Monday, June 12, 2006

Kaavya: Episode IV


To talk about what happened that one night to someone who knew all the people concerned would be perhaps easy. They could know that Gandharav and Varun had been friends and foes forever. Yet the details and depth of both their affinity for each other and their animosity were known to no one, least to me who had become their apartment-mate only seven months back. I knew even lesser about Rishi, Mahadev and Videshi then. I tell this story many years after everything happened. Through conversations with many people, and observations over many years, I have formed my own interpretations. If Varun or Gandharav were to tell the tale, it would be quite different. If Kaavya were handed the pen, her story will be interspersed with tears that she would shed at the supposed cruelty of the world around her, a world full of men who cannot leave her alone. It is another matter that ever since she acquired her feminine form, no girl was able to become her close friend and it were men who entertained her and then lay heartbroken in her wake.

After Kaavya’s tears were cleared away, I sat on a chair, facing her, while she was lounging on the couch. She was still wearing the mini skirt and the light blue tank-top that she had worn for the dinner. A few hours back, when she was with Videshi, she must have made a few head turn as she wafted by, lost in her childlike joy. Videshi was a Jamaican of Indian descent, whose hair fell in splendor like Bob Marley, and all his conversation, the way he walked or ate or did anything, seemed to be done to the tune of Don’t Worry, Be Happy. I could picture them together, Kaavya laughing her high notes, and Videshi letting his hair and hands do as much talking as did his Reggae voice.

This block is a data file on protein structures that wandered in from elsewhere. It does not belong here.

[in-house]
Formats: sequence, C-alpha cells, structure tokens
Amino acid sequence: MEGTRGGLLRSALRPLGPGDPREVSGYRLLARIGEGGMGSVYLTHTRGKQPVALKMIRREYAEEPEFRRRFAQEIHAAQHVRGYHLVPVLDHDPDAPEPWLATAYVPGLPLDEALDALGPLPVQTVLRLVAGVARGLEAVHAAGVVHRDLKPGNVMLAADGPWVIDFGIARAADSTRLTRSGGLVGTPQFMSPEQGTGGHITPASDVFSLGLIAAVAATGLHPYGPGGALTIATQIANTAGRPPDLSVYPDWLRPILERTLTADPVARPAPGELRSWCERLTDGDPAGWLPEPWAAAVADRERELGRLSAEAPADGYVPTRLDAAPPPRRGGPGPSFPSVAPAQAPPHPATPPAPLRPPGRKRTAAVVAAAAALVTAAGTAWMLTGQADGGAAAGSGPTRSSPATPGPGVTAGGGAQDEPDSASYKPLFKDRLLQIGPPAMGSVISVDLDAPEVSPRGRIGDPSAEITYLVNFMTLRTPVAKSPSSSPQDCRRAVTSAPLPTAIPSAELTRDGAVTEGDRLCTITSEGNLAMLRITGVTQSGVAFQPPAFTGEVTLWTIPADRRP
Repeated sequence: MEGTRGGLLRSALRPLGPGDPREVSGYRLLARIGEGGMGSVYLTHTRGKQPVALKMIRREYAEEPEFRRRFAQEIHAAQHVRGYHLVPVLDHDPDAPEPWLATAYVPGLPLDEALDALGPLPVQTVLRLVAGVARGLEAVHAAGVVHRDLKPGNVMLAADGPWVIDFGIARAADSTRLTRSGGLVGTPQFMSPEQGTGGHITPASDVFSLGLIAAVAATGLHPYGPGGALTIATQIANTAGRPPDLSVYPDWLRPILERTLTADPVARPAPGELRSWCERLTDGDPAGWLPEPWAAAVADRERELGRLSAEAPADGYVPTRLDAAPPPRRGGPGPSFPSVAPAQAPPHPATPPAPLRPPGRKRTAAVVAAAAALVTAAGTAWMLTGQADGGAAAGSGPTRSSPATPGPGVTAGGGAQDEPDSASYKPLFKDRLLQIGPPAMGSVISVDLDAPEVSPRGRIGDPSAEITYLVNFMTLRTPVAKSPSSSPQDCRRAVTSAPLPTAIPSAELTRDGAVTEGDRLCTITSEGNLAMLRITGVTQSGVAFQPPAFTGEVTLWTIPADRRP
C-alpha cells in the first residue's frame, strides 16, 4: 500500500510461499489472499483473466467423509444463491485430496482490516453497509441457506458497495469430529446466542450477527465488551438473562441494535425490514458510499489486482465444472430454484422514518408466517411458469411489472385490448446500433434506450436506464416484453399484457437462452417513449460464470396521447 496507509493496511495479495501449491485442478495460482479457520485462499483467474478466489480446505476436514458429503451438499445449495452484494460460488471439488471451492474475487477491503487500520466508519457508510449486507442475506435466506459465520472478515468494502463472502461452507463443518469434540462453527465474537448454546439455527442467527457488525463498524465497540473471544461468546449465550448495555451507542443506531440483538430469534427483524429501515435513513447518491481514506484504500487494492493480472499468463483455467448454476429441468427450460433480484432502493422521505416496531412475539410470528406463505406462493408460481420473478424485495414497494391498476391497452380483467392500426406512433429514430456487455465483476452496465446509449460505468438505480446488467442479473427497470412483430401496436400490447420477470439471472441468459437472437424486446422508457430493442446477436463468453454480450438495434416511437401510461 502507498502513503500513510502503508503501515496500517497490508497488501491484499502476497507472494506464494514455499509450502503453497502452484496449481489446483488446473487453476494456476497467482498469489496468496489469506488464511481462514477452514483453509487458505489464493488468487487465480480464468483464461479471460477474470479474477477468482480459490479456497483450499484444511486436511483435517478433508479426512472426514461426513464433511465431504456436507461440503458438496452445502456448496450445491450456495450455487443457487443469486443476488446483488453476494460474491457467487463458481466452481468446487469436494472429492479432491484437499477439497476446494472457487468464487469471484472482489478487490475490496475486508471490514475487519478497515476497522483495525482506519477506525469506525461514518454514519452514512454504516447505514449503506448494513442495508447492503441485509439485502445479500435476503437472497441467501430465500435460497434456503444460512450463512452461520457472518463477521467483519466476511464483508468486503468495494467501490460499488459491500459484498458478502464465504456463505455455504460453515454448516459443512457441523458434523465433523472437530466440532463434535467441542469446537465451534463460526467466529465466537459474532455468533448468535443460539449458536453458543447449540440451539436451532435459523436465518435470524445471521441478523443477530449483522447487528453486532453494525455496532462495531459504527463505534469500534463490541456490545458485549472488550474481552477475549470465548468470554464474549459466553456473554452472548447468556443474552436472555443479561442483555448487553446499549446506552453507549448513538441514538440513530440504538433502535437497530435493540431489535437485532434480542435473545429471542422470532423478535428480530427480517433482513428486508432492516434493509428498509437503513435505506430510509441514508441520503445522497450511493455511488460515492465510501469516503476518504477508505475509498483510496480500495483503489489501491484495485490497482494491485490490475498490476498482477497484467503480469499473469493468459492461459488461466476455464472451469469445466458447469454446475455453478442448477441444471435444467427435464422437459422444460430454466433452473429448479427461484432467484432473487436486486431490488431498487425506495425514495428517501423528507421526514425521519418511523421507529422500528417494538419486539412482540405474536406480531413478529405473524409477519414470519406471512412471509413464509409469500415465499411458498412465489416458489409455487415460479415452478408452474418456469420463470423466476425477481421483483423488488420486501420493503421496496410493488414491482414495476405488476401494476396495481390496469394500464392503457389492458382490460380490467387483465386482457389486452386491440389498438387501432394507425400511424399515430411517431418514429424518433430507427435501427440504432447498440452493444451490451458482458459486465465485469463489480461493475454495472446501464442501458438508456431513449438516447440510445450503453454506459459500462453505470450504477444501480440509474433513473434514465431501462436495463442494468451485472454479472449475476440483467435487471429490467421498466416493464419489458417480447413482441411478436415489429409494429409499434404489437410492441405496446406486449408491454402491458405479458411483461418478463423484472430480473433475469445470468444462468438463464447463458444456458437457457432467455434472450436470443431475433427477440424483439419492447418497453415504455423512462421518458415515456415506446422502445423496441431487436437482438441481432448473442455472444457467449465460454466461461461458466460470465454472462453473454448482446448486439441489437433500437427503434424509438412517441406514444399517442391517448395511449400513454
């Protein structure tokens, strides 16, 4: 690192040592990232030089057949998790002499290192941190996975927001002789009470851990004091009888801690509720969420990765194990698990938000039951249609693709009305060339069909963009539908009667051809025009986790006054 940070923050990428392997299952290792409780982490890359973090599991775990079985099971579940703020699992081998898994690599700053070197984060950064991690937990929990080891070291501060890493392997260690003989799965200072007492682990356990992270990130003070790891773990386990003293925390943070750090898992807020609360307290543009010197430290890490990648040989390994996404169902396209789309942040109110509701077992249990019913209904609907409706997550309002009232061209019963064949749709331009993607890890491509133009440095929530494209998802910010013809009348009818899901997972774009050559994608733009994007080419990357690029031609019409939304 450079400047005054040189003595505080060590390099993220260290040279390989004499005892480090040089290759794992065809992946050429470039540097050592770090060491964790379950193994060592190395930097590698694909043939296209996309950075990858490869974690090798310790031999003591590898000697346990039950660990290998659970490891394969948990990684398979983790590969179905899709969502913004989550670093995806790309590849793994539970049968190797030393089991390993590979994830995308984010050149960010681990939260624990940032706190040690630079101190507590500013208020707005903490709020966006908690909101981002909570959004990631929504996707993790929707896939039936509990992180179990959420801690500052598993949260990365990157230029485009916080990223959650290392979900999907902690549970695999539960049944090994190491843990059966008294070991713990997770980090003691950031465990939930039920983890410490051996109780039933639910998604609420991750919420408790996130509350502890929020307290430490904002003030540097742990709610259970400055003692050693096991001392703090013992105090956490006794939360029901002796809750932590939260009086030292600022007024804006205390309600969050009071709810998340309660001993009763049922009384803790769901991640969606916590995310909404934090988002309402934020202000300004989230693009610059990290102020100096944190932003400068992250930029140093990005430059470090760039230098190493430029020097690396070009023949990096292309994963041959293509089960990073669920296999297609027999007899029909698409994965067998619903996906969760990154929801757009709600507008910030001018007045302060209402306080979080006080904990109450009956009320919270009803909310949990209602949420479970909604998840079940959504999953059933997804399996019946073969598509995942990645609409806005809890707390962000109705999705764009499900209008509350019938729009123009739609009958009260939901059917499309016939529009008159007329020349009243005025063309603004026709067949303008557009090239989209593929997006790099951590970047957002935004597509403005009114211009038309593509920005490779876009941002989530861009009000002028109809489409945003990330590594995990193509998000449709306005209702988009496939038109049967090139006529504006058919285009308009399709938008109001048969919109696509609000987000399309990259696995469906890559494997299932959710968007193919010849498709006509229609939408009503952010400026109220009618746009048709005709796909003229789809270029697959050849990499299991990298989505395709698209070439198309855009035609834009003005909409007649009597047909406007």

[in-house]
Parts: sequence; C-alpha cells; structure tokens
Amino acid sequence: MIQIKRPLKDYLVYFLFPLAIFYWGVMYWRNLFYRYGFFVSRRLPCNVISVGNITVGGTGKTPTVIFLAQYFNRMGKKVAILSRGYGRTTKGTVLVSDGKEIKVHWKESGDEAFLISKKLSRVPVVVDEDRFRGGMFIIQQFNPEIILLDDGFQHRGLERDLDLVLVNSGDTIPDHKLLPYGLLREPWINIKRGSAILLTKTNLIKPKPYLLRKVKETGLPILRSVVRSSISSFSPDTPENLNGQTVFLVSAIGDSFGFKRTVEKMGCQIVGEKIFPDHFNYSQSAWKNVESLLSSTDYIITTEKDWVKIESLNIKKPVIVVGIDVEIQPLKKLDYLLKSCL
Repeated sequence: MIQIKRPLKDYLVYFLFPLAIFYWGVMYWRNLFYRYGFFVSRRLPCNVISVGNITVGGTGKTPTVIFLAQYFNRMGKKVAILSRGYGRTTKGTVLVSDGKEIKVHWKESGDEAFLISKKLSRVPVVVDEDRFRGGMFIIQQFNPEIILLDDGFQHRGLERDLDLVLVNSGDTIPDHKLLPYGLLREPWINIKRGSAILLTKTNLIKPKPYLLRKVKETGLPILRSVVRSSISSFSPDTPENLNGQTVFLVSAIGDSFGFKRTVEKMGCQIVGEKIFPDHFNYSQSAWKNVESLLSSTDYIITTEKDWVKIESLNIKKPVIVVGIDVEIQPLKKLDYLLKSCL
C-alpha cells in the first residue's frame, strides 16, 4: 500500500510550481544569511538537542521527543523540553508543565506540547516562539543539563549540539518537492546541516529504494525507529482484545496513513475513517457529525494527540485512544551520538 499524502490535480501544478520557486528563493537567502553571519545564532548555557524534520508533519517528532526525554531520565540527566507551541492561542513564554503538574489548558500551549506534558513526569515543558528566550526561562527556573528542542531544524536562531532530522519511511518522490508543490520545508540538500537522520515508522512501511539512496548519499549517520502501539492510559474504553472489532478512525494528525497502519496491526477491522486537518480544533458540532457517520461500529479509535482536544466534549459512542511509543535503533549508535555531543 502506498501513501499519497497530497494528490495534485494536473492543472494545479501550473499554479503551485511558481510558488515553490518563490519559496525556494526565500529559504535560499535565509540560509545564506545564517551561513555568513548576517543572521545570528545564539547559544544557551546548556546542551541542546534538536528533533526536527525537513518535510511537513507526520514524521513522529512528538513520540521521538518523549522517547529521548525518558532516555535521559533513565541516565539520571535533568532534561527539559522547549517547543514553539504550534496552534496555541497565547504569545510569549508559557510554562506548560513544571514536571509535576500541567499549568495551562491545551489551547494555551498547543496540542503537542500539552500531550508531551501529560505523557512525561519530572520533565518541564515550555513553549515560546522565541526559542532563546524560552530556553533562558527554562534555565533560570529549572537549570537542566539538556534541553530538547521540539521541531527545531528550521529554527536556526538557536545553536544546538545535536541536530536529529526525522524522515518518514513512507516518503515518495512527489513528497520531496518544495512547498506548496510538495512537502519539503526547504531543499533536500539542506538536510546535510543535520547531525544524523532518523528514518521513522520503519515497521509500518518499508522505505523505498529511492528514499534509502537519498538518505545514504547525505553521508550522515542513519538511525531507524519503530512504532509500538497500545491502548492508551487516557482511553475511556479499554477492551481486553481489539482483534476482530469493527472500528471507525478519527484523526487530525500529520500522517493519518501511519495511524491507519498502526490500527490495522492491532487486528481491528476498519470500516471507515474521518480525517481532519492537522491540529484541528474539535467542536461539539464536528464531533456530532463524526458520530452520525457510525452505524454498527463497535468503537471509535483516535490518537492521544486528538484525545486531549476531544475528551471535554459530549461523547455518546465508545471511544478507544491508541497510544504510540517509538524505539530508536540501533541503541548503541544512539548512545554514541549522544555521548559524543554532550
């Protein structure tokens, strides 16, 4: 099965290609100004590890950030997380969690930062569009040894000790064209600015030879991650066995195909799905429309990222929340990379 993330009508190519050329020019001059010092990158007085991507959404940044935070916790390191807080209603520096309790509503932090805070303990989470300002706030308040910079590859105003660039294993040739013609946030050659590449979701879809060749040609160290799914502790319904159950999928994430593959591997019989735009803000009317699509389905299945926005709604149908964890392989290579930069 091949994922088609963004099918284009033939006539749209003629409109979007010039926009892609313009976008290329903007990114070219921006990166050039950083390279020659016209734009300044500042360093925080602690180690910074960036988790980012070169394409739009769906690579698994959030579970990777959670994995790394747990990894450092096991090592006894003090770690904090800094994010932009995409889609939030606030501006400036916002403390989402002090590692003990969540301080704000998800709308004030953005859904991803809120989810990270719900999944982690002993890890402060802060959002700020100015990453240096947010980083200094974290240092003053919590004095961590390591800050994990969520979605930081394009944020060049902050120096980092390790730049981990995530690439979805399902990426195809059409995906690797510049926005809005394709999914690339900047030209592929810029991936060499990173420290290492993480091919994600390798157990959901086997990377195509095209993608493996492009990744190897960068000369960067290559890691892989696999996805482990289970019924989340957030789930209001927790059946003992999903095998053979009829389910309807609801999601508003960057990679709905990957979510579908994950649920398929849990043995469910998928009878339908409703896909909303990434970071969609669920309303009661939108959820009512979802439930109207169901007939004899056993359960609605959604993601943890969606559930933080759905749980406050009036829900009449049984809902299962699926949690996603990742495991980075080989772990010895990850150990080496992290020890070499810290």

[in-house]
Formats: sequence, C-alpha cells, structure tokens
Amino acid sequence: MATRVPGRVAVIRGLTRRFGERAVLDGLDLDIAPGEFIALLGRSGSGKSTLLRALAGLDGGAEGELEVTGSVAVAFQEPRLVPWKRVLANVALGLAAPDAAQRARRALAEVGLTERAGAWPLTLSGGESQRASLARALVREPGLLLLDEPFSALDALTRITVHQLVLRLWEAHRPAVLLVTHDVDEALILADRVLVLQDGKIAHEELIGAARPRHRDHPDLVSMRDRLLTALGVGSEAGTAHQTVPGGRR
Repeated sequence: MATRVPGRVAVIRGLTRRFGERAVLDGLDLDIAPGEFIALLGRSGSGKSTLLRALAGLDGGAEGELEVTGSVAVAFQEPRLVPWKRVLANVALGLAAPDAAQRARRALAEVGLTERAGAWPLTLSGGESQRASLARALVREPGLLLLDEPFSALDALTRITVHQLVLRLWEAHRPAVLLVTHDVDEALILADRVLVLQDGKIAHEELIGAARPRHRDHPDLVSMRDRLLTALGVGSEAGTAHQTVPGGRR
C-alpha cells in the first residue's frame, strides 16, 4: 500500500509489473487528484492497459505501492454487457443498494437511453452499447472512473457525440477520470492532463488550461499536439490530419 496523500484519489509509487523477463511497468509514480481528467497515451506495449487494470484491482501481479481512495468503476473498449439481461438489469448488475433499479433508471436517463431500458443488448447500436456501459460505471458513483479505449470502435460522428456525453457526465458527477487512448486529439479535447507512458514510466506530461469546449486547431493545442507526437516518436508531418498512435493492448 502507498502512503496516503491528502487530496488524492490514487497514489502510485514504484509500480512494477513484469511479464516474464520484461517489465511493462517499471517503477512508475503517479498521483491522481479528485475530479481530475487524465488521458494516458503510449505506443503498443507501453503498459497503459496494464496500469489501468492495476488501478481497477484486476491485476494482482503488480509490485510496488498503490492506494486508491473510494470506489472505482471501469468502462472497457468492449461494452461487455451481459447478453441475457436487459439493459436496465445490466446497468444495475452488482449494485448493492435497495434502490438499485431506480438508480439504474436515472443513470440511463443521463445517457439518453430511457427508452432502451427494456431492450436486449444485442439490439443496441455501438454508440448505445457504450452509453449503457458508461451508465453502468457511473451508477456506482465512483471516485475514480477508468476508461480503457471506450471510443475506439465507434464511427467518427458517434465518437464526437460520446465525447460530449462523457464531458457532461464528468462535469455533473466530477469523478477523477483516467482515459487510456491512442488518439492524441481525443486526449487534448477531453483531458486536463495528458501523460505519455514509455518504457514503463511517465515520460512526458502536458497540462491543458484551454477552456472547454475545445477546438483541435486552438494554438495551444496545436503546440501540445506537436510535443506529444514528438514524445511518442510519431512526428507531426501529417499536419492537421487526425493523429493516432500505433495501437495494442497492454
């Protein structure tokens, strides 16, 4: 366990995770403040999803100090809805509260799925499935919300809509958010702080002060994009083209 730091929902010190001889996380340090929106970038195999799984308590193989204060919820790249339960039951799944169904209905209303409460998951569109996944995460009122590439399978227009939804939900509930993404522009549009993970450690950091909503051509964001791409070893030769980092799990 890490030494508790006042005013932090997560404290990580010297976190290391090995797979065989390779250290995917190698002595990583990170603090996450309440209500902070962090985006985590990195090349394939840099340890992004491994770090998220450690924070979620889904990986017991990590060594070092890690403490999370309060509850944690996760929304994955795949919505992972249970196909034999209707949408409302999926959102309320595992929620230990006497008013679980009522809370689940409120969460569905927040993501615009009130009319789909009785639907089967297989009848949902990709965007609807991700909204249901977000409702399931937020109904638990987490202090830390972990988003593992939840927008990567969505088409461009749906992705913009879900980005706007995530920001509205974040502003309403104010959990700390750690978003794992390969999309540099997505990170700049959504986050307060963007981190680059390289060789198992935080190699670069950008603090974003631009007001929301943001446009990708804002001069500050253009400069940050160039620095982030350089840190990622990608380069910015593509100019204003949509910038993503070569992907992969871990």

Ruchi had explained to me that Kaavya was trying to find some space for herself, some mechanism of having a few hours where she did not need to worry about all her suitors. I laughed at Kaavya’s reasoning and Ruchi’s approval of it. Firstly, because Kaavya’s such escape attempts added more people to the list, meaning extra trouble in the long run and secondly, because in this case, both absence and jealously worked to add more fuel to the fire. Of course, Kaavya wanted to believe otherwise, and Ruchi, I could bet on it on some days, had left her brain in her Automation laboratory. In stead of getting my point across, I managed to get a long lecture from Ruchi on how we guys chase skirts and how we only want one thing and all our love talk is just foreplay. As soon as she uttered foreplay, she surmised that she went too far, and suggested, “Many suitors leads to healthy competition, don’t you think?”